National Living Wage: Business groups raise red flag on future pay rises

Lauren Fedor
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Leading business groups are cautioning against “artificially increasing pay” today, as the Low Pay Commission closes its public consultation on the minimum wage.
The Low Pay Commission – an independent body set up to advise the government on the national minimum wage – opened the public consultation last month, as part of a larger probe into UK pay rates.
The consultation followed chancellor George Osborne’s announcement in the Summer Budget of a new minimum wage for over-25s which he dubbed the National Living Wage (NLW).
The NLW is set to go into effect next April at £7.20 per hour and is expected to increase incrementally to £9 per hour by 2020. The national minimum wage for workers aged 21 and over is currently £6.50 per hour.
The Institute of Directors (IoD) said it has “cautiously welcomed” the NLW, but called for care to be taken over future minimum wage rises.
Seamus Nevin, head of employment and skills policy at the IoD, said: “IoD members already recognise the benefits of letting their staff share in their success.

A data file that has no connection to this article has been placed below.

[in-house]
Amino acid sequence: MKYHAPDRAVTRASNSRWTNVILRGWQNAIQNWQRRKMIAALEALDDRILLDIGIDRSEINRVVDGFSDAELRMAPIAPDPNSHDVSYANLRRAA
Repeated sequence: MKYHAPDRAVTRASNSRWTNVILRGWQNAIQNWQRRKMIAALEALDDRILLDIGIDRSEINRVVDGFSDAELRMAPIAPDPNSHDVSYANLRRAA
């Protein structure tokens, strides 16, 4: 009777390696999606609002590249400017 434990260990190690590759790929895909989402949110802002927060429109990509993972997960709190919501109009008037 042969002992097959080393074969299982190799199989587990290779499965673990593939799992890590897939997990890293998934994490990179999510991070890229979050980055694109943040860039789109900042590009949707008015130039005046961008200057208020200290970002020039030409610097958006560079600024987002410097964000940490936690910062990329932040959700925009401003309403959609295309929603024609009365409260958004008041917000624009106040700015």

Nine out of 10 pay the full living wage, as set by the Living Wage Foundation, so they will mostly be able to accept the chancellor’s bargain.”
The Living Wage Foundation, separate to the Low Pay Commission, recommends a minimum wage of £7.80 an hour, with a rate of £9.15 per hour for London staff.
Nevin added: “Nevertheless, government cannot ignore the potential jobs cost, especially in the hospitality, retail and care sectors. The minimum wage must not become a political competition to see which party can offer the most, irrespective of what the economy and employers can afford.”
CBI director general John Cridland made a similar point, noting: “While business wants to see people earning higher wages and benefit from rising living standards, they must be driven by improvements in productivity.
Artificially increasing pay is a gamble that will hurt smaller businesses, as well as those operating in care, retail, hospitality and food manufacturing.”
Cridland reasserted the role of the Low Pay Commission – which Osborne snubbed in his NLW decision – saying the Commission must “retain its independence and assume responsibility for determining future increases in the National Living Wage.”


Q: Chancellor George Osborne pulled a rabbit out of the Treasury hat when he announced a new so-called National Living Wage (NLW) at the emergency Summer Budget in July. But what is the NLW? And how does it compare to the Living Wage movement’s recommended rates?
A: The NLW is closely associated with the Living Wage Foundation, a campaign group that has pushed to set an hourly rate, calculated according to the basic cost of living in the UK and exceeding the current minimum wage of £6.50.
The group estimates the current NLW is £7.85 an hour, and the current London living wage – based on the cost of living in the capital – is £9.15 an hour.
Osborne’s proposals appear loosely based on starting the NLW at £7.20 an hour from next April, gradually increasing it to £9 an hour by 2020.

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